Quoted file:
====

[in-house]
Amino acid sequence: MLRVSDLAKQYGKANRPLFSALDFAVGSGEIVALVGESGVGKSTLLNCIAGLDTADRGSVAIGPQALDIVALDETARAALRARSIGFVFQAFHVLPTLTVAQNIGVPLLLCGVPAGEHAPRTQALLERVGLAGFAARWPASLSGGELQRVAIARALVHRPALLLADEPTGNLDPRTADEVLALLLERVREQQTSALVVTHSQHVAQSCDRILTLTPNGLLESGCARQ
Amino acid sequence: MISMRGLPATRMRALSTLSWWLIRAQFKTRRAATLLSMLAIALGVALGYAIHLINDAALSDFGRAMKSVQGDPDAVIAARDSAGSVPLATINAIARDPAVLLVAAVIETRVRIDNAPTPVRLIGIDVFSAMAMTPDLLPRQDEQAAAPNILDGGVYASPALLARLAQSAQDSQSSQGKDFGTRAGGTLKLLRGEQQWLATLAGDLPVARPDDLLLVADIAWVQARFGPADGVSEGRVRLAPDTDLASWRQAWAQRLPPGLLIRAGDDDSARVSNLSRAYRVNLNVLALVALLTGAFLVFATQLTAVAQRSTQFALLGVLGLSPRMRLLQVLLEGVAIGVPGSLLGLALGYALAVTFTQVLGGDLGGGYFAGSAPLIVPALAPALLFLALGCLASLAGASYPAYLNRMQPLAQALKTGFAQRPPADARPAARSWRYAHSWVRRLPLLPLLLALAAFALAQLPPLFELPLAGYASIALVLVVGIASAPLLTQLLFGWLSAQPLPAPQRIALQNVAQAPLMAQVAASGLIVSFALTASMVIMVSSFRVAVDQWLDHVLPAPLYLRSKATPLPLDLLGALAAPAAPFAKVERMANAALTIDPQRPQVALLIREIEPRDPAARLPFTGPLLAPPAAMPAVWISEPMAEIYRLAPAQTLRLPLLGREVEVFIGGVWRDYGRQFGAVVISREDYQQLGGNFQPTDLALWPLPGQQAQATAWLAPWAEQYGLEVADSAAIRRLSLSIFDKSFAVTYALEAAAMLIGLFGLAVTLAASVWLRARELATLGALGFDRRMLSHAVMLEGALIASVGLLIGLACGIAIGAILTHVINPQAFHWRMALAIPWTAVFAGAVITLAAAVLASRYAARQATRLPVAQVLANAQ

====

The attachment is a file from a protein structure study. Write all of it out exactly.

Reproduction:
[in-house]
Amino acid sequence: MLRVSDLAKQYGKANRPLFSALDFAVGSGEIVALVGESGVGKSTLLNCIAGLDTADRGSVAIGPQALDIVALDETARAALRARSIGFVFQAFHVLPTLTVAQNIGVPLLLCGVPAGEHAPRTQALLERVGLAGFAARWPASLSGGELQRVAIARALVHRPALLLADEPTGNLDPRTADEVLALLLERVREQQTSALVVTHSQHVAQSCDRILTLTPNGLLESGCARQ
Amino acid sequence: MISMRGLPATRMRALSTLSWWLIRAQFKTRRAATLLSMLAIALGVALGYAIHLINDAALSDFGRAMKSVQGDPDAVIAARDSAGSVPLATINAIARDPAVLLVAAVIETRVRIDNAPTPVRLIGIDVFSAMAMTPDLLPRQDEQAAAPNILDGGVYASPALLARLAQSAQDSQSSQGKDFGTRAGGTLKLLRGEQQWLATLAGDLPVARPDDLLLVADIAWVQARFGPADGVSEGRVRLAPDTDLASWRQAWAQRLPPGLLIRAGDDDSARVSNLSRAYRVNLNVLALVALLTGAFLVFATQLTAVAQRSTQFALLGVLGLSPRMRLLQVLLEGVAIGVPGSLLGLALGYALAVTFTQVLGGDLGGGYFAGSAPLIVPALAPALLFLALGCLASLAGASYPAYLNRMQPLAQALKTGFAQRPPADARPAARSWRYAHSWVRRLPLLPLLLALAAFALAQLPPLFELPLAGYASIALVLVVGIASAPLLTQLLFGWLSAQPLPAPQRIALQNVAQAPLMAQVAASGLIVSFALTASMVIMVSSFRVAVDQWLDHVLPAPLYLRSKATPLPLDLLGALAAPAAPFAKVERMANAALTIDPQRPQVALLIREIEPRDPAARLPFTGPLLAPPAAMPAVWISEPMAEIYRLAPAQTLRLPLLGREVEVFIGGVWRDYGRQFGAVVISREDYQQLGGNFQPTDLALWPLPGQQAQATAWLAPWAEQYGLEVADSAAIRRLSLSIFDKSFAVTYALEAAAMLIGLFGLAVTLAASVWLRARELATLGALGFDRRMLSHAVMLEGALIASVGLLIGLACGIAIGAILTHVINPQAFHWRMALAIPWTAVFAGAVITLAAAVLASRYAARQATRLPVAQVLANAQ